Author: Stieg Larsson
Release Date: July 2009
Publisher: Vintage Crime/Black Lizard
Genre: Crime Fiction
Rating: 4.5 out of 5
Publisher: Mikael Blomkvist, crusading journalist and publisher of the magazine Millennium, has decided to run a story that will expose an extensive sex trafficking operation between Eastern Europe and Sweden, implicating well-known and highly placed members of Swedish society, business, and government.
But he has no idea just how explosive the story will be until, on the eve of publication, the two investigating reporters are murdered. And even more shocking for Blomkvist: the fingerprints found on the murder weapon belong to Lisbeth Salander—the troubled, wise-beyond-her-years genius hacker who came to his aid in The Girl with the Dragon Tattoo, and who now becomes the focus and fierce heart of The Girl Who Played with Fire.
As Blomkvist, alone in his belief in Salander’s innocence, plunges into an investigation of the slayings, Salander herself is drawn into a murderous hunt in which she is the prey, and which compels her to revisit her dark past in an effort to settle with it once and for all.
My Thoughts: Stieg Larsson has given us another riveting, gripping tale of mystery and suspense that is not only filled with twists and turns and a fascinating ending, but is also well-crafted and intelligent. The Girl Who Played With Fire elevates the standard by which to judge psychological thrillers for three reasons: 1) it is extremely well-written, 2) the story-line is taut, and 3) the suspension of belief required is far less than many books of this genre.
The first point is pretty much self explanatory. Author Stieg Larsson has accomplished no mean feat in that this book, the second installment of a trilogy, can be enjoyed without having to read the first installment, The Girl with the Dragon Tattoo. In other words, it stands alone. If you did read the first book, you may appreciate Fire on a somewhat "deeper" level, in that Tattoo provides background for some things that aren't explicit (a nickname here, a prior event there), but it's by no means necessary. If you read Fire alone, however, you'll be compelled to pick up Tattoo as well as the third book, The Girl Who Kicked the Hornet's Nest. The fact that the story is set in Norway is by no means a drawback as Larsson's characters are universal in their motivations, outlooks, attitudes and actions. Though some characters are clear cut evil, providing plenty of reasons to root for the protagonist, Lisbeth Salander, many others in the story are more complex. They are too involved and important to be considered "secondary". They come off one way and wind up having to change their approach, their attitudes and their minds as the story progresses. Without giving anything away, for example, several of the detectives are initially convinced of Salander's guilt. But they find themselves less and less certain as facts unfold in their investigation. This is why the book is so realistic and relatable: it's characters are complicated and three-dimensional. That's what I call good writing.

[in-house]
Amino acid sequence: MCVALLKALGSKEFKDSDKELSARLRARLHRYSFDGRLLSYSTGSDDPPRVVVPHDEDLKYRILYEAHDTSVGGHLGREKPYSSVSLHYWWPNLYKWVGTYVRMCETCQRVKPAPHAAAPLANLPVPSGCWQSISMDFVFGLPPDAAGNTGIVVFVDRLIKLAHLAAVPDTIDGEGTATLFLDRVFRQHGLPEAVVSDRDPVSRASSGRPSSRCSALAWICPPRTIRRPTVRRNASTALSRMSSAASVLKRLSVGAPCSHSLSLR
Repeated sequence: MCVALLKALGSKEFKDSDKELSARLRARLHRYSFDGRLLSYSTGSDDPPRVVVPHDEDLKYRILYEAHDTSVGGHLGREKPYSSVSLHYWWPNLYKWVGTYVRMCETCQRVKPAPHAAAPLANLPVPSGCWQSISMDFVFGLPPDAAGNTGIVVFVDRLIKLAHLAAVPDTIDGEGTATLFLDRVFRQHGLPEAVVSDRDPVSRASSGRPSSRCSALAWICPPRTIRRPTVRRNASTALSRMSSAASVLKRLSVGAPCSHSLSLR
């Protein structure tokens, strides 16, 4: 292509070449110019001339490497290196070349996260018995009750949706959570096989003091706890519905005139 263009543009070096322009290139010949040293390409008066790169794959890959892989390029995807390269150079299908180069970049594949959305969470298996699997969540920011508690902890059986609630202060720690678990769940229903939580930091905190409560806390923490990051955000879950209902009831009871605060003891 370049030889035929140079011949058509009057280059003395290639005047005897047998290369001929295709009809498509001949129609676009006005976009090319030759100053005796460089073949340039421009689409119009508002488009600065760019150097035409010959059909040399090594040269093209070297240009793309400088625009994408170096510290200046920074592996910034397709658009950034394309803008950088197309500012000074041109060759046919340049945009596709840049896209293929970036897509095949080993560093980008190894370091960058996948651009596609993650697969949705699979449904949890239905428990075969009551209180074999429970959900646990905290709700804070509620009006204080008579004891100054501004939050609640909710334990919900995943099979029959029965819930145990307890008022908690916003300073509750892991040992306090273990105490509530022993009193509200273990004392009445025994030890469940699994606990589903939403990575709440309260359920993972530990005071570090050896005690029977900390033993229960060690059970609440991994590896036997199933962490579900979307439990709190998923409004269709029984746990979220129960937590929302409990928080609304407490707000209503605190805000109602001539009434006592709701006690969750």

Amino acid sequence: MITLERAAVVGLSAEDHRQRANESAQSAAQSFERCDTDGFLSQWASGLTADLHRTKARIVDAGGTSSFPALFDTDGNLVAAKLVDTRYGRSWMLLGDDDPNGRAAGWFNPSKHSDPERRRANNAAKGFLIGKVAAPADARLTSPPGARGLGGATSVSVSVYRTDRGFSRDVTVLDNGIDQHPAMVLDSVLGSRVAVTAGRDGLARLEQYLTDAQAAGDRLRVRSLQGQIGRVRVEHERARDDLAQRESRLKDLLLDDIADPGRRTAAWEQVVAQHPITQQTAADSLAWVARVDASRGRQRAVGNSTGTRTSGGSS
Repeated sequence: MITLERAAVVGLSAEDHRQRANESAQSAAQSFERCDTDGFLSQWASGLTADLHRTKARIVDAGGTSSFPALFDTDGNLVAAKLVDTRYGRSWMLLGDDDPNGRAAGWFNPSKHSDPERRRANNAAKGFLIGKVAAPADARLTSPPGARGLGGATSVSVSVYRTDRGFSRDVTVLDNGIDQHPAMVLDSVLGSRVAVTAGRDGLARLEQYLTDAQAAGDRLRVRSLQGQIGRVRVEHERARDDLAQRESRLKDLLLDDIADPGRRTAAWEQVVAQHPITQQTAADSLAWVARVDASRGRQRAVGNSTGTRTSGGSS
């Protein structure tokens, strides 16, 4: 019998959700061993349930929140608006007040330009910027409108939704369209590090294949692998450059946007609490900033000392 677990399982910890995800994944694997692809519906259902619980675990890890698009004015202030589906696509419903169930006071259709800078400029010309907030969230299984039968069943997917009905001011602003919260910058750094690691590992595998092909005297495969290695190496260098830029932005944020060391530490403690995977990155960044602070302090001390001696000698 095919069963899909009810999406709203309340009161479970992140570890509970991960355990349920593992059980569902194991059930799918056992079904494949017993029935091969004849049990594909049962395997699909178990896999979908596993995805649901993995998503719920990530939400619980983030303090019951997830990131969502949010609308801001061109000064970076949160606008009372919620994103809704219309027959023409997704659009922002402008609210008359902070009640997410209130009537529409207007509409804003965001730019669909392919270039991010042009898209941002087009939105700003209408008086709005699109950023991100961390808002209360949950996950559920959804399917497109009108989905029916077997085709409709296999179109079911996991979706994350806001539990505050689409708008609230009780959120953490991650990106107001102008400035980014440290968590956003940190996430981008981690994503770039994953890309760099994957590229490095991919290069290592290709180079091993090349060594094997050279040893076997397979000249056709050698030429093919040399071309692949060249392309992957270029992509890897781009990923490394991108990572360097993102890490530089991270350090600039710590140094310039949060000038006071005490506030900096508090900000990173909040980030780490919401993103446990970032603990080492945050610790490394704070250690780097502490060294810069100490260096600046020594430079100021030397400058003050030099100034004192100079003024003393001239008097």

The taut story line keeps the reader interested and guessing, if not flat-out trying to figure things out for themselves. At first, the story seems complicated, if not helplessly convoluted. However, Larsson slowly puts the pieces together, giving you enough information to keep you involved and curious, yet packing enough of a punch to shock the reader as truth after truth is revealed. The number of story lines and the depth of the characters (and not just the sheer number of them) as explained above, keeps the story moving. The "good guys" all seem to want the same result. But it's the different ways they go about trying to get there, since they each have different and limited information to go on, that makes this book a page turner. As the story progresses, as one mystery is cleared up, a delicious new one presents itself. Larsson's ability to juggle all this while maintaining a linear story that never lets up in its pace, intensity and ability to keep the reader rapt is nothing short of masterful story telling.
Finally, for me personally, I've read too many mystery thrillers where I've walked away thinking "sorry, but I'm just not buying it". Too many "McGiver" tricks that are just too "out there" to be believed. In this book, I counted two, and even those two weren't so outside the realm of possibility.. If there's a criticism here, that's it, and it's not a very strong one. Very few books that weren't written in 19th Century Russia are perfect, so you might find yourself having to take some, not many, of the facts and events with a grain of salt. There's no solar eclipse at just the right time that allows the hero to fashion a homemade bomb out of a phone book, rubber bands, coca cola and Red Hots! So even though one or two things might seem improbable, they are still possible.
There aren't too many thrillers that match the this book's intelligence, believability, excitement and quality of writing. If you have yet to read any of the books in this trilogy, then it's high time you met Lisbeth Salander, the girl who's earned a well deserved cult following. She's an unlikely heroin for all of us in the computer age in that she's violent, brilliant, volatile, uniquely principled and above all else, fascinating.
I read my own copy of The Girl Who Played with Fire for this review. My husband contributed to this review because he read the book recently.